Physics is different for girls…

By Marcus Wilson 04/10/2012

The Institute of Physics (in the UK) has just released this report looking at the uptake of the physics A-level  (done in the final two years at secondary school) by girls.  The report, titled ‘It’s different for girls‘ makes for some very interesting and perhaps dismal reading.  While it’s a UK report, not a NZ, I have little reason to think that the results would be vastly different in NZ. Moreover, given that the NZ Institute of Physics isn’t knee-deep in used hundred dollar notes (being the Waikato NZIP contact person I have some idea) I don’t think NZIP will be replicating the study here, so this one will have to do.

Here are the key findings, lifted more or less straight out of the report:

1. Uptake of physics A-level by girls is really low.  Nearly half of all schools had no girls doing physics A-level.

2. There is a huge difference in uptake of physics A-level amongst girls at a girls’ school, as opposed to girls at a co-ed school. A girl in the former group is two-and-a-half times more likely to study physics at A-level compared to a girl in the latter group. Interestingly, this difference is not seen in chemistry and biology.

3. Girls coming from a school which has a sixth-form (i.e. one that offers the final two years) had twice the likelihood of choosing physics compared to girls who had to move to a sixth-form college for their final two years of study.

So, as the title of the report says, physics is somehow different for girls. How? Why? What can be done? These are big questions. There is a strong suggestion that there is a lot of stereotyping going on – the impression given that physics is not for girls. This is particularly true at a co-ed school. That might not be deliberate on the part of the teachers (and the implication from the report is that it’s not just the physics teachers to blame for this), but the overall message the girls get is that physics is not a place where girls live.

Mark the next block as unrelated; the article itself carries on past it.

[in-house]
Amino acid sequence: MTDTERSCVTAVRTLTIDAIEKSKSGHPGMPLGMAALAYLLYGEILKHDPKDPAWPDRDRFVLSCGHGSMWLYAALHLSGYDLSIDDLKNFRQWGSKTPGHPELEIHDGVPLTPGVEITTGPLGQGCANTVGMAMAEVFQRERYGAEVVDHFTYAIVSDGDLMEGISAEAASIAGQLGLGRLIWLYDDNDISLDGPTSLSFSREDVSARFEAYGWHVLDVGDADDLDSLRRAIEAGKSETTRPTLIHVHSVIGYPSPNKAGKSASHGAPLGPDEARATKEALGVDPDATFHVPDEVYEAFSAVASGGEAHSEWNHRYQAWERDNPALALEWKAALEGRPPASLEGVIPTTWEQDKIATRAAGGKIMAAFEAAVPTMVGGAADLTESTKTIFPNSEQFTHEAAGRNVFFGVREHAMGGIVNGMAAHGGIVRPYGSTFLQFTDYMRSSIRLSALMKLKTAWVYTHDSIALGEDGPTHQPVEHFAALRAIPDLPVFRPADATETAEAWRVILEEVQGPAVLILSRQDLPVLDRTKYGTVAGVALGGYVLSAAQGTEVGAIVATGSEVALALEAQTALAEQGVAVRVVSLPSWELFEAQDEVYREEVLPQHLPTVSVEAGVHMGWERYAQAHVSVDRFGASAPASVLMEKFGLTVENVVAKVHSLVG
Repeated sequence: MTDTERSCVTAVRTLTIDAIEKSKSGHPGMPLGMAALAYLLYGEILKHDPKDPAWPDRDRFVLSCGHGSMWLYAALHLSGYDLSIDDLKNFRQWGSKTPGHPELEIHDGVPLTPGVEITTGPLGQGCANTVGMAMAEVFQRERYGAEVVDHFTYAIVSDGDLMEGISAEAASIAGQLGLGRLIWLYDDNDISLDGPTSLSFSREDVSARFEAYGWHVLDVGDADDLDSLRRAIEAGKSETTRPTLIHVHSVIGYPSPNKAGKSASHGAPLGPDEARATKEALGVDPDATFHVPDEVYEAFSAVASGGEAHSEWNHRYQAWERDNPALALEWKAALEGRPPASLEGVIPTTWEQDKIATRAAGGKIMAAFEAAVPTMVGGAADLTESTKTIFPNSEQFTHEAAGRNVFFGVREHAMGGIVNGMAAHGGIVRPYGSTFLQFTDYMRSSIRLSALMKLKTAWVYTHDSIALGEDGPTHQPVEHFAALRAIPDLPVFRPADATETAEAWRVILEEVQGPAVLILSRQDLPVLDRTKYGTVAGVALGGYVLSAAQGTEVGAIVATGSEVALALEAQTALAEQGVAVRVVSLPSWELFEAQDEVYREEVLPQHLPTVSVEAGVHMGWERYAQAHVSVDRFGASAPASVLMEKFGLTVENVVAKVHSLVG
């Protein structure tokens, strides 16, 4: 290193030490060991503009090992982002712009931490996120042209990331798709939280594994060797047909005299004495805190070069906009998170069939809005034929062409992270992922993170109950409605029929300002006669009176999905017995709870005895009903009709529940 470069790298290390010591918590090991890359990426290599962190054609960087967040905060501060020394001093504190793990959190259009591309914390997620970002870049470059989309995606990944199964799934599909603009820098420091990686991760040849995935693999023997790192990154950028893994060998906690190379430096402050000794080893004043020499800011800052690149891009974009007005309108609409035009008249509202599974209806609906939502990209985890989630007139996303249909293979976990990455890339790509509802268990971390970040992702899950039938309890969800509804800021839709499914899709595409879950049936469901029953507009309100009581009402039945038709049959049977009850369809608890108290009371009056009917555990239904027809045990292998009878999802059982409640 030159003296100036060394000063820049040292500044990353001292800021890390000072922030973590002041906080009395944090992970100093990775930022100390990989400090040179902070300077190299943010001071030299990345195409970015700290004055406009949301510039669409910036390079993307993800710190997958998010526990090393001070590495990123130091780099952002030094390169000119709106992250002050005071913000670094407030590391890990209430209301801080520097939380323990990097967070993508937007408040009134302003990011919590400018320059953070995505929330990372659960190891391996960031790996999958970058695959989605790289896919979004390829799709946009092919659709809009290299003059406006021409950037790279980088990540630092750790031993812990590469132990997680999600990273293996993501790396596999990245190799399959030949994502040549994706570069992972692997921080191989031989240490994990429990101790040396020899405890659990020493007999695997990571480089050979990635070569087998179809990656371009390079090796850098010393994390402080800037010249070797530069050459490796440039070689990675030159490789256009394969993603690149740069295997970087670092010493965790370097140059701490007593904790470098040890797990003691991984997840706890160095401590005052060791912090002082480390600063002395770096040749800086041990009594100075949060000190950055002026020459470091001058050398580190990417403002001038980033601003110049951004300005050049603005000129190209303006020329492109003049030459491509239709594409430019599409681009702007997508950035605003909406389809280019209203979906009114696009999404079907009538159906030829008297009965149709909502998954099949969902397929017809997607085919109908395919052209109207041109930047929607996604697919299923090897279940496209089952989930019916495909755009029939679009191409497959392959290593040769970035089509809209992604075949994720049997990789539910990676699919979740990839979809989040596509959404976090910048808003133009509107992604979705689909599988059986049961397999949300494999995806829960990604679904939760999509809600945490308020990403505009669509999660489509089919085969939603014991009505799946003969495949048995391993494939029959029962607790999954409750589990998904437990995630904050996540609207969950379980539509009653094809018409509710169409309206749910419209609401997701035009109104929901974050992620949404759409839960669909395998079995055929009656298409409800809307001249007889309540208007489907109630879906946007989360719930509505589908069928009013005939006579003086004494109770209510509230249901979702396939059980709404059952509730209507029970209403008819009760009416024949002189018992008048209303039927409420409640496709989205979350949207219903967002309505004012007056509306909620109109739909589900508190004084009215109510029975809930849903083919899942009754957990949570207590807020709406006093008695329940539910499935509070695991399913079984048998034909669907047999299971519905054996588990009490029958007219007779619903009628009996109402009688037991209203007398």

The report suggests that parents should use the percentage of girls taking physics at the school as an indication of how well the school teaches physics. I’d be interested into delving deeper into this one. Is it true that better physics teaching means a higher percentage of girls will be involved? Interestingly, in my physics degree at Cambridge, there were approximately 100 male students in the third year, and exactly one female student. Does this mean that the teaching I got at Cambridge was really bad?

How do we counter this?  A lot of examples of physics-in-action are inherently boy-focused. Cars, for whatever reason, do seem to be more boy-ish than girl-ish, and cars do make nice, easy examples to use in much of physics. We, the teachers, may need to be a little less lazy in our selection of contexts in which we present the physics.

How am I shaping up? After all, this blog is intended to show physics in action – that is, physics is something for everyone. Including girls. So, a quick flick through the past few entries reveals that I’ve talked about:  Galaxies, hobbits, cats, the Higgs Boson, Auckland, our most utterly adorable baby, static electricity, time travel in a car (tut, tut on this one), neutrinos, building with reinforced concrete, who owns water? (Oops, I mean, who has rights to water?), Brownian motion, testing students …

I don’t think that’s desperately male-centric, but you judge for yourself.